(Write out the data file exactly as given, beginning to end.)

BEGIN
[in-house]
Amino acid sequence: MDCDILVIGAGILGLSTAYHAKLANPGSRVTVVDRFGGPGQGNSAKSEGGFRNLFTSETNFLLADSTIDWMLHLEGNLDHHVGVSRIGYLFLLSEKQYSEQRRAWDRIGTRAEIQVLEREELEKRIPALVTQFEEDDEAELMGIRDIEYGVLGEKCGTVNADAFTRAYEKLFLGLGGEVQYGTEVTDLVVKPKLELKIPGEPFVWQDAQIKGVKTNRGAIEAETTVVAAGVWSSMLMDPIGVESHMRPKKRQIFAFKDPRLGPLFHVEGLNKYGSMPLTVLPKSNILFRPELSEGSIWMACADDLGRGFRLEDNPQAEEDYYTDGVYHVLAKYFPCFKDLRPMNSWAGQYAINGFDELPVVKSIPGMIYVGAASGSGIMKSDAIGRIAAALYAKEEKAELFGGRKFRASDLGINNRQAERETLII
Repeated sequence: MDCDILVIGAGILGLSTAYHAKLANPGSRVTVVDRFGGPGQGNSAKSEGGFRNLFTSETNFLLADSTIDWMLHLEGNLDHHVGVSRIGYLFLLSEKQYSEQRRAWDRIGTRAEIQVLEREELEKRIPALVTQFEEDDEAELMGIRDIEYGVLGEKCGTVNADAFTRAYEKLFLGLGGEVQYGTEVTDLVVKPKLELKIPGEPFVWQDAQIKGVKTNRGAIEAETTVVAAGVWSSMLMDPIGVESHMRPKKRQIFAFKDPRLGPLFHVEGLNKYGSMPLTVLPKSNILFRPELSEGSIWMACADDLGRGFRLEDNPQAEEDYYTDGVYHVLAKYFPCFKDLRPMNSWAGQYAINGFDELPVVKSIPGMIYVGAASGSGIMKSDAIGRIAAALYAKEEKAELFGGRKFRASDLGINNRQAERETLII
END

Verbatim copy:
[in-house]
Amino acid sequence: MDCDILVIGAGILGLSTAYHAKLANPGSRVTVVDRFGGPGQGNSAKSEGGFRNLFTSETNFLLADSTIDWMLHLEGNLDHHVGVSRIGYLFLLSEKQYSEQRRAWDRIGTRAEIQVLEREELEKRIPALVTQFEEDDEAELMGIRDIEYGVLGEKCGTVNADAFTRAYEKLFLGLGGEVQYGTEVTDLVVKPKLELKIPGEPFVWQDAQIKGVKTNRGAIEAETTVVAAGVWSSMLMDPIGVESHMRPKKRQIFAFKDPRLGPLFHVEGLNKYGSMPLTVLPKSNILFRPELSEGSIWMACADDLGRGFRLEDNPQAEEDYYTDGVYHVLAKYFPCFKDLRPMNSWAGQYAINGFDELPVVKSIPGMIYVGAASGSGIMKSDAIGRIAAALYAKEEKAELFGGRKFRASDLGINNRQAERETLII
Repeated sequence: MDCDILVIGAGILGLSTAYHAKLANPGSRVTVVDRFGGPGQGNSAKSEGGFRNLFTSETNFLLADSTIDWMLHLEGNLDHHVGVSRIGYLFLLSEKQYSEQRRAWDRIGTRAEIQVLEREELEKRIPALVTQFEEDDEAELMGIRDIEYGVLGEKCGTVNADAFTRAYEKLFLGLGGEVQYGTEVTDLVVKPKLELKIPGEPFVWQDAQIKGVKTNRGAIEAETTVVAAGVWSSMLMDPIGVESHMRPKKRQIFAFKDPRLGPLFHVEGLNKYGSMPLTVLPKSNILFRPELSEGSIWMACADDLGRGFRLEDNPQAEEDYYTDGVYHVLAKYFPCFKDLRPMNSWAGQYAINGFDELPVVKSIPGMIYVGAASGSGIMKSDAIGRIAAALYAKEEKAELFGGRKFRASDLGINNRQAERETLII